Today marks the shortest day of the year and the national awareness campaign ‘Be Safe, Be Seen’ which urges some of the most vulnerable road users to be cautious on the roads.
21 December is officially the shortest day of the year and usually the darkest day, so it’s a good time to talk about some of the safety measures that cyclists can take to make themselves be seen, and also act as a warning to motorists to ensure they are looking out for vulnerable road users.
In rural Lincolnshire not all villages have streetlights and cars can not always see cyclists or pedestrians, especially in the dark and if you’re wearing dark clothing. We thought this would be a great time to share some of the exciting collaboration work we’ve been doing with pupils at The Swineshead St. Marys' Church of England Primary School and local company Bakkavor Pizza, based in Holbeach St Marks.
PC Emma Bavetta, who leads the ‘Be safe, be seen’ project, explained:
“As the nights are getting darker, we have received more and more reports of children riding on their bikes with no lights on. This is especially dangerous in rural villages, such as Swineshead, where there is little street lighting. I really wanted to get out there and explain the importance of being seen when out on bikes so the children in our village can stay safe and we can hopefully prevent any accidents.”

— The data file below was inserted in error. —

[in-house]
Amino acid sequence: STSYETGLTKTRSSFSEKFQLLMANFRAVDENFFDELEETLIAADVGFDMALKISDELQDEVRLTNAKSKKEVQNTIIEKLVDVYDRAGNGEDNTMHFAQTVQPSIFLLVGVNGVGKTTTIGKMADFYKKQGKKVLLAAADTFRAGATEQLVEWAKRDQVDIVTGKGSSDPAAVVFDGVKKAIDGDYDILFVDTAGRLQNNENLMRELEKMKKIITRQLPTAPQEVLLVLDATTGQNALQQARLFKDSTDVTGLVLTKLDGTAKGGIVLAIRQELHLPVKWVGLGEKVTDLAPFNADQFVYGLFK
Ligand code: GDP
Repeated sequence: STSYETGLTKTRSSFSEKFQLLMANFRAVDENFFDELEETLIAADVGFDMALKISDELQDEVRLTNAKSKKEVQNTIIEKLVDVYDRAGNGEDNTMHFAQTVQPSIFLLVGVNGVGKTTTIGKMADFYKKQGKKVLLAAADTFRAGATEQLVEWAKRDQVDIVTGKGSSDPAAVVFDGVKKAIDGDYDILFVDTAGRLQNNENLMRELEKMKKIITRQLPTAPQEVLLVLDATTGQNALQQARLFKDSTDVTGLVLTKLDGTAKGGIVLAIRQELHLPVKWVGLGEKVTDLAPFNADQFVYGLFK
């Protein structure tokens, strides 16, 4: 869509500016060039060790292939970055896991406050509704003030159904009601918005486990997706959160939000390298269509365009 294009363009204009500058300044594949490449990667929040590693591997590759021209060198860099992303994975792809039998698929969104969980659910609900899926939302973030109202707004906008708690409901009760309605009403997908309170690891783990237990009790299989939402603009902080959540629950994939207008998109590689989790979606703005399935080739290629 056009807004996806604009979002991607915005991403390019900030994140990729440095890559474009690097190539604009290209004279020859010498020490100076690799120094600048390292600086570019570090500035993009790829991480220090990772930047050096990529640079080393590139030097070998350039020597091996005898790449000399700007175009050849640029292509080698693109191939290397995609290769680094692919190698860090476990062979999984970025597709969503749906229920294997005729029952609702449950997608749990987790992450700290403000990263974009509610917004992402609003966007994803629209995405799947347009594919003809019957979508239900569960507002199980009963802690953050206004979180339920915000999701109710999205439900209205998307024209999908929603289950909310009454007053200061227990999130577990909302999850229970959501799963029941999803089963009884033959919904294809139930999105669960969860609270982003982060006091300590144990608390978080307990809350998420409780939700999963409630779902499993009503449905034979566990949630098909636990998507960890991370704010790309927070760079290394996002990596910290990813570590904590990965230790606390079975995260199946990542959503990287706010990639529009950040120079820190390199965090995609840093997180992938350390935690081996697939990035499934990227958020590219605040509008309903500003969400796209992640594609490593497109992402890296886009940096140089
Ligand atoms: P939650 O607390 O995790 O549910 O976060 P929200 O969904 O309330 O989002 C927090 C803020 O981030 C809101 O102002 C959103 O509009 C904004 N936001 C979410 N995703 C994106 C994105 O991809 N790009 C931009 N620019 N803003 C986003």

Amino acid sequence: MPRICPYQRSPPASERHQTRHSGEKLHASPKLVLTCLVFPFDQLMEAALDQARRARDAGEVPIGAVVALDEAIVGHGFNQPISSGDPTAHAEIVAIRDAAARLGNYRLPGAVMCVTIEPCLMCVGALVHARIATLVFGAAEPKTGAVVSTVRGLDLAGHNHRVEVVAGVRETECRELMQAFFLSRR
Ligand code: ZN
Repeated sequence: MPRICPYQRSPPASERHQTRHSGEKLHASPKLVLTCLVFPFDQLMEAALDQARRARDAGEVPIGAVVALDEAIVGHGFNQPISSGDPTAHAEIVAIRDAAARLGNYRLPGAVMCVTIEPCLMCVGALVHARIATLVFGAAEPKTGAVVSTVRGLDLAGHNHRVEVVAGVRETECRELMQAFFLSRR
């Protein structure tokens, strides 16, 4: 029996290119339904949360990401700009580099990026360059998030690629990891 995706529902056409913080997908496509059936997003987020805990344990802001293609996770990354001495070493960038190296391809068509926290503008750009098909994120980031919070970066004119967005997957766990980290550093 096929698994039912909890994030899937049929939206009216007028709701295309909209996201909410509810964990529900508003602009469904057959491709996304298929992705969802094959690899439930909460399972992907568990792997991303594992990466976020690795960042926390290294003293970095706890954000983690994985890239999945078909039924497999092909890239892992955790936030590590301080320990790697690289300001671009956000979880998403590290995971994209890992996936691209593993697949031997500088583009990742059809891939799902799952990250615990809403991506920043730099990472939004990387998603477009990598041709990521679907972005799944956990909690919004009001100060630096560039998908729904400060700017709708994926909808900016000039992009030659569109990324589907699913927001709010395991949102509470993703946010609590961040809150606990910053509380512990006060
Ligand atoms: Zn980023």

PC Bavetta recently visited Year 5 and Year 6 pupils at the primary school to give them an interactive talk on the project and the pupils took part in a fun quiz to ensure that they understood the information that was being presented to them. Ian Williams, from Bakkavor Pizza, also attended the school as the local company generously donated 80 sets of bike lights for the children.
PC Emma Bavetta said:
“The children were very engaged and asked lots of questions. It was an absolute pleasure to spend this time with them and they were very happy to receive the lights. I wanted to make sure that the lights were of high quality, and they recharge via USB so there is no cost of buying batteries involved. The lights can easily be attached to a bike or even to clothing or backpacks.”
Cyclists have a responsibility to ensure they are lit up, with a white light at the front and a red light at the back of the bike. In addition, cyclists could also choose to wear reflective clothing to maximise their visibility to other road users.